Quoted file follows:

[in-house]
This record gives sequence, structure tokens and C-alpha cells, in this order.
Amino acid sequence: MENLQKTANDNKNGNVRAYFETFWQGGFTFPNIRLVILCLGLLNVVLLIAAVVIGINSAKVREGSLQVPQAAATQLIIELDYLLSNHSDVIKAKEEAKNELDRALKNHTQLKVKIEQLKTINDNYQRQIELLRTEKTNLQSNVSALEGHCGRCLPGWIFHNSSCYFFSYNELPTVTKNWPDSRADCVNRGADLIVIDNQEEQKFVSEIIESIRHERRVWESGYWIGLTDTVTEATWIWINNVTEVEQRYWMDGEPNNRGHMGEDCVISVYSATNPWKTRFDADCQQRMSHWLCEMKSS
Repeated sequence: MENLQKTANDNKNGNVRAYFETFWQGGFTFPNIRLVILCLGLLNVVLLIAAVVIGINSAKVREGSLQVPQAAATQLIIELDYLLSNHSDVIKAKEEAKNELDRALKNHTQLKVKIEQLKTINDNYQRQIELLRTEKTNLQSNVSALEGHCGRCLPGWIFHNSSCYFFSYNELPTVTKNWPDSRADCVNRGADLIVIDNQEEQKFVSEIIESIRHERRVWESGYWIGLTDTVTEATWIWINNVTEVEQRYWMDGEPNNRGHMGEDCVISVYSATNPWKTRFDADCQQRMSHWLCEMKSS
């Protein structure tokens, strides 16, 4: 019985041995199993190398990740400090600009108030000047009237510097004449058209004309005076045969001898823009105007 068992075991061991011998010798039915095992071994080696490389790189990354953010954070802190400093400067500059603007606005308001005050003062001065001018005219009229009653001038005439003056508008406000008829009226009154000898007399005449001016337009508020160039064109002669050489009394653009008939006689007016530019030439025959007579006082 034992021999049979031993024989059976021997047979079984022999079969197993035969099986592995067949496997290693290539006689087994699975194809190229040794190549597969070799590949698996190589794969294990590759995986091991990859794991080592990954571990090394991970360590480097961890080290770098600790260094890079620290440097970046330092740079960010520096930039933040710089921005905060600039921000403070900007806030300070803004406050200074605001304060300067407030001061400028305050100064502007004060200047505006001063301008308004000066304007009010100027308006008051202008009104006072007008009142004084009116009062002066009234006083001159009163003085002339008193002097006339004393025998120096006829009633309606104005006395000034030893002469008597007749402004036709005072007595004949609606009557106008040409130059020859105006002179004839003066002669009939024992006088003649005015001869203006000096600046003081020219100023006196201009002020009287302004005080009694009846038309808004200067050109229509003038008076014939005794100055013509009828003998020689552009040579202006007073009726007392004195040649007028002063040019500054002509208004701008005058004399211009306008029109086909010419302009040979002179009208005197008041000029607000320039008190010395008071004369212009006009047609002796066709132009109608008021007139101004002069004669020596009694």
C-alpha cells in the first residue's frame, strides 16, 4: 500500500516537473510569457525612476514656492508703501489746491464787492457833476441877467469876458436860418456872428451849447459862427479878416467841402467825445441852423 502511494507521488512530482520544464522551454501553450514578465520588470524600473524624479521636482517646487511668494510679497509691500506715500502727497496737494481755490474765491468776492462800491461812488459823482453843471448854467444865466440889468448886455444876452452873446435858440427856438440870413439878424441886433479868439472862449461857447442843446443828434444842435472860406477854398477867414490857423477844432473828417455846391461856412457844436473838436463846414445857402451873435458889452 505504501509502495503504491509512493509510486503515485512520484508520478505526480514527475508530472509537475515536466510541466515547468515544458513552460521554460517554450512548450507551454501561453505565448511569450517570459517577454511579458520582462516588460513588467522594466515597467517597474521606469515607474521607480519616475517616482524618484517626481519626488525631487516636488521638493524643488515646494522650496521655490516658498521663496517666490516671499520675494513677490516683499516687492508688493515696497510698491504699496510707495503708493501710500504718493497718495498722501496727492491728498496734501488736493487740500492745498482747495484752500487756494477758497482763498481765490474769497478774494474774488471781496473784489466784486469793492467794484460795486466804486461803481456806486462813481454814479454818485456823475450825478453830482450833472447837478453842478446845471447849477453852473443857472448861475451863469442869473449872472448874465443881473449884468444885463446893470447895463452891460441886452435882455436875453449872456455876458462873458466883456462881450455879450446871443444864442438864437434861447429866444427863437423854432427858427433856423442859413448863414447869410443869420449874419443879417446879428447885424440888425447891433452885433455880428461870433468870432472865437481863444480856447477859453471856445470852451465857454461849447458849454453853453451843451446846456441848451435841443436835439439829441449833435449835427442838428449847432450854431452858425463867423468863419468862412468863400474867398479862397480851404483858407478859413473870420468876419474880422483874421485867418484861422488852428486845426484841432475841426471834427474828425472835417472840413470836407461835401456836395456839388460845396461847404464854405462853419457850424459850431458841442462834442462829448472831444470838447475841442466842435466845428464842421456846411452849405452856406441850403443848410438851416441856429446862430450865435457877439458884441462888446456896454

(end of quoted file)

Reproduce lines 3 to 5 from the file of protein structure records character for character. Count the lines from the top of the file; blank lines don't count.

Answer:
Amino acid sequence: MENLQKTANDNKNGNVRAYFETFWQGGFTFPNIRLVILCLGLLNVVLLIAAVVIGINSAKVREGSLQVPQAAATQLIIELDYLLSNHSDVIKAKEEAKNELDRALKNHTQLKVKIEQLKTINDNYQRQIELLRTEKTNLQSNVSALEGHCGRCLPGWIFHNSSCYFFSYNELPTVTKNWPDSRADCVNRGADLIVIDNQEEQKFVSEIIESIRHERRVWESGYWIGLTDTVTEATWIWINNVTEVEQRYWMDGEPNNRGHMGEDCVISVYSATNPWKTRFDADCQQRMSHWLCEMKSS
Repeated sequence: MENLQKTANDNKNGNVRAYFETFWQGGFTFPNIRLVILCLGLLNVVLLIAAVVIGINSAKVREGSLQVPQAAATQLIIELDYLLSNHSDVIKAKEEAKNELDRALKNHTQLKVKIEQLKTINDNYQRQIELLRTEKTNLQSNVSALEGHCGRCLPGWIFHNSSCYFFSYNELPTVTKNWPDSRADCVNRGADLIVIDNQEEQKFVSEIIESIRHERRVWESGYWIGLTDTVTEATWIWINNVTEVEQRYWMDGEPNNRGHMGEDCVISVYSATNPWKTRFDADCQQRMSHWLCEMKSS
């Protein structure tokens, strides 16, 4: 019985041995199993190398990740400090600009108030000047009237510097004449058209004309005076045969001898823009105007 068992075991061991011998010798039915095992071994080696490389790189990354953010954070802190400093400067500059603007606005308001005050003062001065001018005219009229009653001038005439003056508008406000008829009226009154000898007399005449001016337009508020160039064109002669050489009394653009008939006689007016530019030439025959007579006082 034992021999049979031993024989059976021997047979079984022999079969197993035969099986592995067949496997290693290539006689087994699975194809190229040794190549597969070799590949698996190589794969294990590759995986091991990859794991080592990954571990090394991970360590480097961890080290770098600790260094890079620290440097970046330092740079960010520096930039933040710089921005905060600039921000403070900007806030300070803004406050200074605001304060300067407030001061400028305050100064502007004060200047505006001063301008308004000066304007009010100027308006008051202008009104006072007008009142004084009116009062002066009234006083001159009163003085002339008193002097006339004393025998120096006829009633309606104005006395000034030893002469008597007749402004036709005072007595004949609606009557106008040409130059020859105006002179004839003066002669009939024992006088003649005015001869203006000096600046003081020219100023006196201009002020009287302004005080009694009846038309808004200067050109229509003038008076014939005794100055013509009828003998020689552009040579202006007073009726007392004195040649007028002063040019500054002509208004701008005058004399211009306008029109086909010419302009040979002179009208005197008041000029607000320039008190010395008071004369212009006009047609002796066709132009109608008021007139101004002069004669020596009694």